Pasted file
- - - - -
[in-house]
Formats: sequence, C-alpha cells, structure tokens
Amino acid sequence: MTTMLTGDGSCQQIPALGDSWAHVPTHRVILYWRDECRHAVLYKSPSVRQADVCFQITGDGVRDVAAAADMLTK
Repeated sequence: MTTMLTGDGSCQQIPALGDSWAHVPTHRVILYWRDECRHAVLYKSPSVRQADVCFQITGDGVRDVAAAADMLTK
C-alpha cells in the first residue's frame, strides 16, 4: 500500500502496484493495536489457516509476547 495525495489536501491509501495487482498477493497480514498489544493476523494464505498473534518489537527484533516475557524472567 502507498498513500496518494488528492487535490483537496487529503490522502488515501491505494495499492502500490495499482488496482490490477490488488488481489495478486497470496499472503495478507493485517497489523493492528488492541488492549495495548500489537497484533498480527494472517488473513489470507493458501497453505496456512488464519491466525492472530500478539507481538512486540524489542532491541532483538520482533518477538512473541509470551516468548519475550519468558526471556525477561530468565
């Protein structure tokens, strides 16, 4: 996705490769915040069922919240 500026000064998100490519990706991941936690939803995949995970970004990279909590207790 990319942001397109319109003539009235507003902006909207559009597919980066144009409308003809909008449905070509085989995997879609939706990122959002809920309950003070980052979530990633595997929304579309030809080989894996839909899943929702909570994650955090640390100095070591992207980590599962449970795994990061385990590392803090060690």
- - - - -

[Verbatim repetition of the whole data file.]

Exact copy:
[in-house]
Formats: sequence, C-alpha cells, structure tokens
Amino acid sequence: MTTMLTGDGSCQQIPALGDSWAHVPTHRVILYWRDECRHAVLYKSPSVRQADVCFQITGDGVRDVAAAADMLTK
Repeated sequence: MTTMLTGDGSCQQIPALGDSWAHVPTHRVILYWRDECRHAVLYKSPSVRQADVCFQITGDGVRDVAAAADMLTK
C-alpha cells in the first residue's frame, strides 16, 4: 500500500502496484493495536489457516509476547 495525495489536501491509501495487482498477493497480514498489544493476523494464505498473534518489537527484533516475557524472567 502507498498513500496518494488528492487535490483537496487529503490522502488515501491505494495499492502500490495499482488496482490490477490488488488481489495478486497470496499472503495478507493485517497489523493492528488492541488492549495495548500489537497484533498480527494472517488473513489470507493458501497453505496456512488464519491466525492472530500478539507481538512486540524489542532491541532483538520482533518477538512473541509470551516468548519475550519468558526471556525477561530468565
């Protein structure tokens, strides 16, 4: 996705490769915040069922919240 500026000064998100490519990706991941936690939803995949995970970004990279909590207790 990319942001397109319109003539009235507003902006909207559009597919980066144009409308003809909008449905070509085989995997879609939706990122959002809920309950003070980052979530990633595997929304579309030809080989894996839909899943929702909570994650955090640390100095070591992207980590599962449970795994990061385990590392803090060690």